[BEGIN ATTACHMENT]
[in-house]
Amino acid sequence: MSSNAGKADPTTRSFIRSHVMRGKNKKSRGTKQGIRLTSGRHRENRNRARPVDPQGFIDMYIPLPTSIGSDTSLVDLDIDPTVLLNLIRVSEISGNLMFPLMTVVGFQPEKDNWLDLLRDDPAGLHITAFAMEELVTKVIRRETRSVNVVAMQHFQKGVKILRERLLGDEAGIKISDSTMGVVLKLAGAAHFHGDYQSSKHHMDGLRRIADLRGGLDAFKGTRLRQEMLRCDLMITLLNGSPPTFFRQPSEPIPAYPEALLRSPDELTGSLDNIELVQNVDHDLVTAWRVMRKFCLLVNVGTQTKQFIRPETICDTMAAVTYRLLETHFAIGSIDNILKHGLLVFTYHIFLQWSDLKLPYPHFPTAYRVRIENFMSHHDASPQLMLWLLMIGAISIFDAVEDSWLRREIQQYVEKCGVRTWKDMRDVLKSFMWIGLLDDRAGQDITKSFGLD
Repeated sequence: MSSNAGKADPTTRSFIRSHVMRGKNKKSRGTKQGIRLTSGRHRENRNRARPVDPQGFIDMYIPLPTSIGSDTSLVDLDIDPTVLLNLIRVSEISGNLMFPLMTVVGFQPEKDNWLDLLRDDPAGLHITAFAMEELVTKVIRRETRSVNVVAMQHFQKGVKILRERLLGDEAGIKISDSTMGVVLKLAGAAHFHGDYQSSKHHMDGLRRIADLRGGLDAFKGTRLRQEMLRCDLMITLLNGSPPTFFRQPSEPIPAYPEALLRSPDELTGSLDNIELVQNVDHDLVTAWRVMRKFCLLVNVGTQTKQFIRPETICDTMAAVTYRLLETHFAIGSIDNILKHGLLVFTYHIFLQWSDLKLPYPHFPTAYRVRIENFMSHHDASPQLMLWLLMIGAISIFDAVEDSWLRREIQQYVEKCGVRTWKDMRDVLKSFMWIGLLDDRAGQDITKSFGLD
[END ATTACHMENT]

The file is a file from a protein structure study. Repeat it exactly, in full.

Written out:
[in-house]
Amino acid sequence: MSSNAGKADPTTRSFIRSHVMRGKNKKSRGTKQGIRLTSGRHRENRNRARPVDPQGFIDMYIPLPTSIGSDTSLVDLDIDPTVLLNLIRVSEISGNLMFPLMTVVGFQPEKDNWLDLLRDDPAGLHITAFAMEELVTKVIRRETRSVNVVAMQHFQKGVKILRERLLGDEAGIKISDSTMGVVLKLAGAAHFHGDYQSSKHHMDGLRRIADLRGGLDAFKGTRLRQEMLRCDLMITLLNGSPPTFFRQPSEPIPAYPEALLRSPDELTGSLDNIELVQNVDHDLVTAWRVMRKFCLLVNVGTQTKQFIRPETICDTMAAVTYRLLETHFAIGSIDNILKHGLLVFTYHIFLQWSDLKLPYPHFPTAYRVRIENFMSHHDASPQLMLWLLMIGAISIFDAVEDSWLRREIQQYVEKCGVRTWKDMRDVLKSFMWIGLLDDRAGQDITKSFGLD
Repeated sequence: MSSNAGKADPTTRSFIRSHVMRGKNKKSRGTKQGIRLTSGRHRENRNRARPVDPQGFIDMYIPLPTSIGSDTSLVDLDIDPTVLLNLIRVSEISGNLMFPLMTVVGFQPEKDNWLDLLRDDPAGLHITAFAMEELVTKVIRRETRSVNVVAMQHFQKGVKILRERLLGDEAGIKISDSTMGVVLKLAGAAHFHGDYQSSKHHMDGLRRIADLRGGLDAFKGTRLRQEMLRCDLMITLLNGSPPTFFRQPSEPIPAYPEALLRSPDELTGSLDNIELVQNVDHDLVTAWRVMRKFCLLVNVGTQTKQFIRPETICDTMAAVTYRLLETHFAIGSIDNILKHGLLVFTYHIFLQWSDLKLPYPHFPTAYRVRIENFMSHHDASPQLMLWLLMIGAISIFDAVEDSWLRREIQQYVEKCGVRTWKDMRDVLKSFMWIGLLDDRAGQDITKSFGLD